The group is encouraging people to play their part in stopping rural crime.It has said that rural crime is "repetitive and organised" and wants visitors to report what they see and hear.
In the year to April 2021, Crimestoppers - a group set up in 1988 which receives anonymous reports of crime - received nearly 2,700 national anonymous reports about rural crime. This is a 14 per cent increase on the year before but the charity has said it also suggests there is some under-reporting.
Insurer NFU Mutual has recently estimated that rural theft cost the UK £43.3m in 2020 and the North West region £3.7m.
The key themes of this campaign will focus on wildlife crime, environmental crime and theft. Initially, it will explore hare coursing, poaching and badger baiting, with advice on how to spot the signs.
The charity has also committed to sharing prevention advice and hearing from organisations who work with the police and other partners to prevent and solve these crimes.
Gary Murray, North West Regional Manager at the charity Crimestoppers, said:
“Every day we hear from people who are in the know about those involved in damaging our beautiful countryside, but there is so much more we can do. By telling us anonymously what you know, whether you live or are visiting rural areas, your information can help make all the difference.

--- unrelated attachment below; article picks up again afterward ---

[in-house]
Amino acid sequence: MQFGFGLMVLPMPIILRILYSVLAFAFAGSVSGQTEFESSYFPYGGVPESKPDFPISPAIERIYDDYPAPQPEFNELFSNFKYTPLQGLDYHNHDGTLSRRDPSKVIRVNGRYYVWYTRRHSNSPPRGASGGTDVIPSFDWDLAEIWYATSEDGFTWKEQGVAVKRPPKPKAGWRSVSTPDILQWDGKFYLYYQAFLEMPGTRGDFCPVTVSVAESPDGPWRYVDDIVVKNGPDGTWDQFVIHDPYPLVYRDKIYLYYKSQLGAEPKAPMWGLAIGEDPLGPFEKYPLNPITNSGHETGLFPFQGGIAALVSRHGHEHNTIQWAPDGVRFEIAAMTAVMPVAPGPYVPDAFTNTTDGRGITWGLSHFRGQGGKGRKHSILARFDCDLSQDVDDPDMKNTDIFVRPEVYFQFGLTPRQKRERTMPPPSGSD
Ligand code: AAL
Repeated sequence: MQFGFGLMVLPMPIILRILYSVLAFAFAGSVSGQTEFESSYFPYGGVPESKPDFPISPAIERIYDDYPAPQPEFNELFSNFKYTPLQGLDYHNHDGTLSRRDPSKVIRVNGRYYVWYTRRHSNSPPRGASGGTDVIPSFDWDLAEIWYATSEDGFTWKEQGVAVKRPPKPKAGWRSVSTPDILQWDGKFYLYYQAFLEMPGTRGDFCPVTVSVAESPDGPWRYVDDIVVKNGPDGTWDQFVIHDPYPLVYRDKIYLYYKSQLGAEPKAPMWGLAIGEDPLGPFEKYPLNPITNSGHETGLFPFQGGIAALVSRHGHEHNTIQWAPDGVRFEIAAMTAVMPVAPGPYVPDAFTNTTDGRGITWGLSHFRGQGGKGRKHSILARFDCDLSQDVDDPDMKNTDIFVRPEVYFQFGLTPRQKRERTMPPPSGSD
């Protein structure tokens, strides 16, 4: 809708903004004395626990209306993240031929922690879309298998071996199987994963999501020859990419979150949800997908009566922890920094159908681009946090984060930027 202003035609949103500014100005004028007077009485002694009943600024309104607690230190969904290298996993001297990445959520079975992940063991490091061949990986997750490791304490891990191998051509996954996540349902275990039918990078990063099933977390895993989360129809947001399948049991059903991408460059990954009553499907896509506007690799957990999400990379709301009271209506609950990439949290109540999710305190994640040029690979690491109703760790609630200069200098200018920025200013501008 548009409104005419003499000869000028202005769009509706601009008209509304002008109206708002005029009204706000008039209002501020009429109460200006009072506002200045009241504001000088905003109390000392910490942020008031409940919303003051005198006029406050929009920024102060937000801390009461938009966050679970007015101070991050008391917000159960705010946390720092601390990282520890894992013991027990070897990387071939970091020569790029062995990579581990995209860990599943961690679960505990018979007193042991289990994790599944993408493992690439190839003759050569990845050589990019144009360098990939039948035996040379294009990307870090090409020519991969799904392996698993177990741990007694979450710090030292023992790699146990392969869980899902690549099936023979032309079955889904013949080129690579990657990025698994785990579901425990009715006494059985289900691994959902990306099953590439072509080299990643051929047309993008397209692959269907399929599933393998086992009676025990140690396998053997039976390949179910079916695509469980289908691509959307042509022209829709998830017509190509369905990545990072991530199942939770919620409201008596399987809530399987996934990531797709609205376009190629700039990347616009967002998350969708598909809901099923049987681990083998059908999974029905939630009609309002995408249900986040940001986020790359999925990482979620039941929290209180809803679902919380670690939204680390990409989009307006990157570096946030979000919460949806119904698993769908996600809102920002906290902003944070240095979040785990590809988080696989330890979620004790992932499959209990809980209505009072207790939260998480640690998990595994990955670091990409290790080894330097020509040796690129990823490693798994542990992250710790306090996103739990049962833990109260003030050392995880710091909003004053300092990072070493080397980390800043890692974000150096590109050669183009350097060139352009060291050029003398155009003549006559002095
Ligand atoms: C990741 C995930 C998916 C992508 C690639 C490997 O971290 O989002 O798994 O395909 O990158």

“A team of professionals working at our charity’s UK contact centre anonymise all information received – to ensure the person giving the details is never identified - before passing it on to police to investigate. Your voice really can make a difference. Working together, we can help protect our precious Cumbrian countryside and rural environment, communities and business from the harm caused by these criminal gangs.”
His comments were echoed by Peter McCall, Police and Crime Commissioner for Cumbria.
He said: “Cumbria is a mostly rural county therefore rural crime has a huge impact on our residents and businesses. The police do the best job possibly to tackle and prevent rural crime but without information and reporting there is only so much officers can do.
“Locals know their area better than anyone and can spot changes others may miss – which is why local reports are so important. This is why I am supporting the Crimestoppers campaign to encourage reporting especially anonymously.
“I would urge anyone to report any crimes they witness to 101, 999 in an emergency, or anonymously to Crimestoppers. Together we can all make Cumbria an even safer place to live.”
Crimestoppers can be contacted on 0800 555111 or through the charity's website. It has stated that computer IP addresses are never traced and, for telephone calls, there is no caller line display, no 1471 facility and the charity has never traced a call.